MTE Explains: 4 Questions About RAM Finally Answered

Most people know what random access memory (RAM) is, but when asked about the technical detail, most of them are not sure, or have no idea about it. In this segment, we’ll clear up some common questions regarding RAM that generally don’t have clear answers.

RAM is a form of volatile memory that gets erased once it’s no longer receiving electrical power. There are several benefits to this:

1. It is faster to write data onto a blank slot than to delete data from a filled slot and refill it up with another set of data. Since the data it loads to the RAM is different for each session, it is pointless to store those data permanently in the RAM only to delete them on the next boot up.

2. RAM has a much high frequency than hard disk, which makes it ideal to store temporary files so the CPU can process them faster without having to wait for the slow hard disk. With an initial empty state, the system will be able to load as many temporary files as possible onto the RAM without slowing down the whole loading process.

ramquestions-clock

Yes, and no. Are you overclocking your computer? Then it matters a lot. Chances are you wouldn’t be asking this question if you were an experienced overclocker, though. If you’re just using your computer “out of the box,” then RAM speed doesn’t matter as much. The clock speed for RAM depends ultimately on the CPU controller’s clock. This is multiplied accordingly and, ta-da! Your RAM follows suit.

Back in the (terrible) days of SDRAM, speed really mattered. It was the difference between getting a program to open in 20 seconds or 10. But the whole CPU controller clock thing still applied, and you needed new hardware to take advantage of the top speeds. In today’s era, speeds don’t really jump as much as new RAM is released, so you’re in the clear as long as you’re not going to torture your computer by overclocking it.

As mentioned earlier, the RAM is the buffer for the hard disk as it stores temporary files for the CPU to process. If you only have a small amount of RAM, once it is full, the computer starts spilling its contents onto the hard drive (in a special location known as the page file/virtual memory/swap), which is a much slower piece of hardware. Once virtual memory fills up, your computer slows to a crawl. Your mouse might even fail to move or your clicks will receive no response.

When you increase the amount of RAM in your system, you are increasing the buffer for your hard disk so your content won’t be spilled onto the virtual memory.

Capacity, material quality, quality control, etc. There’s still a lot more to RAM than just clock speed. It’s like asking what makes one brand of window better than the other. If you’re going to buy RAM, get it from a company that will stake its entire reputation on one stick you buy. In other words, make sure the company is performing quality control and testing every stick they can. Durable materials are better for overclocking and other forms of abuse. If you’re going for a good stick, just get one that has a good warranty and doesn’t cost too much.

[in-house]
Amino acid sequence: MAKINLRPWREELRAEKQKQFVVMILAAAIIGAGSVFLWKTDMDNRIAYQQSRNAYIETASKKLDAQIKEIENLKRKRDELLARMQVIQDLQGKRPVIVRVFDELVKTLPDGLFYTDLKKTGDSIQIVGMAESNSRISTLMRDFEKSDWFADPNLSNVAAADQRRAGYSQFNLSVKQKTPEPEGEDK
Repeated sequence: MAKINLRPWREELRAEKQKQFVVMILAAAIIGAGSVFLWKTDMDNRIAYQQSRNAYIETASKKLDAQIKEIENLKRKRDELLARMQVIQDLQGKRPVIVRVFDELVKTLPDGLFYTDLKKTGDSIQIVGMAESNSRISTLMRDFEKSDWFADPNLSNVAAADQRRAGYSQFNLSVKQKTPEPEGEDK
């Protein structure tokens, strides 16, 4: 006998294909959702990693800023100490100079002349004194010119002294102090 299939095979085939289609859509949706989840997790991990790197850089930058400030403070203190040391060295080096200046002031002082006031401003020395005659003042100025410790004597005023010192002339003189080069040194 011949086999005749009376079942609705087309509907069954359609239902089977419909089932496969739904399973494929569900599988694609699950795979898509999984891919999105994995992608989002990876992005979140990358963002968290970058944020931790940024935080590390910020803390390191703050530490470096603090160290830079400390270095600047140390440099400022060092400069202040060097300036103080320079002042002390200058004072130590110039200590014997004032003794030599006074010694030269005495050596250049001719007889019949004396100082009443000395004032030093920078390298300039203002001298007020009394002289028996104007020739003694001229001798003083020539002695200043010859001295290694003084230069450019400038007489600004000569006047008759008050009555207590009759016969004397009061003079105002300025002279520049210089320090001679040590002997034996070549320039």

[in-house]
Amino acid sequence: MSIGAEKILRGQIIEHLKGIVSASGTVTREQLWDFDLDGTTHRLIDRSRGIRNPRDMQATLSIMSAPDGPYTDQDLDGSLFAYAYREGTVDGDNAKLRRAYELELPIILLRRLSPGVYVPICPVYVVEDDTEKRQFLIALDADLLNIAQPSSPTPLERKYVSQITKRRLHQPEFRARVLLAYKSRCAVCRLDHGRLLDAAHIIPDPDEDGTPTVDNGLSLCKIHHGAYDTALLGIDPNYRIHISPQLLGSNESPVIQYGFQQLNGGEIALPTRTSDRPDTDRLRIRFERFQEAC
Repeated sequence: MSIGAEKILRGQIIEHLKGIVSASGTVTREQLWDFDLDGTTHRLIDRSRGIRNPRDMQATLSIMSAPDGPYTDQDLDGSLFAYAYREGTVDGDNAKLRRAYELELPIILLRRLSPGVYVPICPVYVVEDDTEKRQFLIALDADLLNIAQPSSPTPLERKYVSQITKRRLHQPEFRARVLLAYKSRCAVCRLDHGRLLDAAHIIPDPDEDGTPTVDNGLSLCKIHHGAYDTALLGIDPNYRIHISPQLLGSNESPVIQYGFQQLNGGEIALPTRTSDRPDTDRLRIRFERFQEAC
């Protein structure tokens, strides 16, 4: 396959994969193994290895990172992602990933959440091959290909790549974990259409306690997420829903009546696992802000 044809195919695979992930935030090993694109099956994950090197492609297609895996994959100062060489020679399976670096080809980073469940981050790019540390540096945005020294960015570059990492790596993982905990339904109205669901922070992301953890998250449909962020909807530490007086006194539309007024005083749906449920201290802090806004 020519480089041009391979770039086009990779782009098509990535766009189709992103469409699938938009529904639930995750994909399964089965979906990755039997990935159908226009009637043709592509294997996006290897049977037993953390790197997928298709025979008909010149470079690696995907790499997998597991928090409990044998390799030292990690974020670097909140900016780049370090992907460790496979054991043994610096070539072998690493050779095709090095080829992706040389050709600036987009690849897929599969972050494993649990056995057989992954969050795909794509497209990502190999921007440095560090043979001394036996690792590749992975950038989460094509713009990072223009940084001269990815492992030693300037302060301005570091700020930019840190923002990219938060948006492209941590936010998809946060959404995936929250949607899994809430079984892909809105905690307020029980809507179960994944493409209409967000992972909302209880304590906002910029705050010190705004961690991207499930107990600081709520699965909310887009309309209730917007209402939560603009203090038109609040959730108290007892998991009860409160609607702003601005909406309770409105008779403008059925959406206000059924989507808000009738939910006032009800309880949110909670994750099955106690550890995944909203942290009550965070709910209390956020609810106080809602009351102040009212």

Break open an old chip and look at the interior. It looks a lot like glass, doesn’t it?

ramquestions-brokenchip

RAM is made, like many other chips, from silicon. The process of melting sand into silicon, coating it, and pressing it into a particular shape differs with each company. Not all companies make their own chips. Some of them buy these chips from others, which makes the purchasing decision more difficult. To get a durable chip, you’ll have to rely on a trusted brand. Reading reviews helps, but you’ll never really know what kind of process the company is using.

There are so many questions you may still have about RAM, it’s impossible to cover them all. As long as you’re curious, why don’t you leave a comment with your unanswered question? We answer quite quickly around here!

6 comments

  1. #1 is not exactly correct. The RAM loses its data when losing power because it’s dynamic ram, which means it needs power to maintain its data. As to it’s being faster if “empty”, that is also incorrect. It’s over-written, not erased-then-store.

    • Actually CW, that is not true.:
      Version Limit on X86 (32-bit) Limit on X64
      Windows 8 Enterprise 4 GB 512 GB
      Windows 8 Professional 4 GB 512 GB
      Windows 8 4 GB 128 GB

      Not sure how the formatting will look on that, but this is directly from Microsoft’s website. Essentially any 32-bit version of Windows will have a maximum of 4GB usable RAM. 64-bit versions of Windows 8 can have up to 512 GB with Pro & Enterprise versions, and 128 GB with the standard version (“Home”). That being said, most consumer motherboards will only support 32 GB of RAM at the max, with the more expensive ones allowing up to 64 GB. So it’s a combination of motherboard and OS, really.

  2. I bought a new ASUS x75a in May. 4G factory. Upgraded with one 4G stick, Kensington brand and the computer would shut off in the middle of a task and I was running maybe 3 programs at most. The sound “click” and totally dead even plugged into battery backup and puter battery fully charges. Took back had memory changed, still shut off. Bought 8G PNY brand, same problem. (the max ram is 12G). Ordered from Crucial.com – they guarantee compatibility, so far no problems. Is there something wrong with the motherboard or did I have to wild goose chase for compatible memory addition?

    • Probably other hardware in your computer is causing problems. RAM is usually highly cross-compatible.

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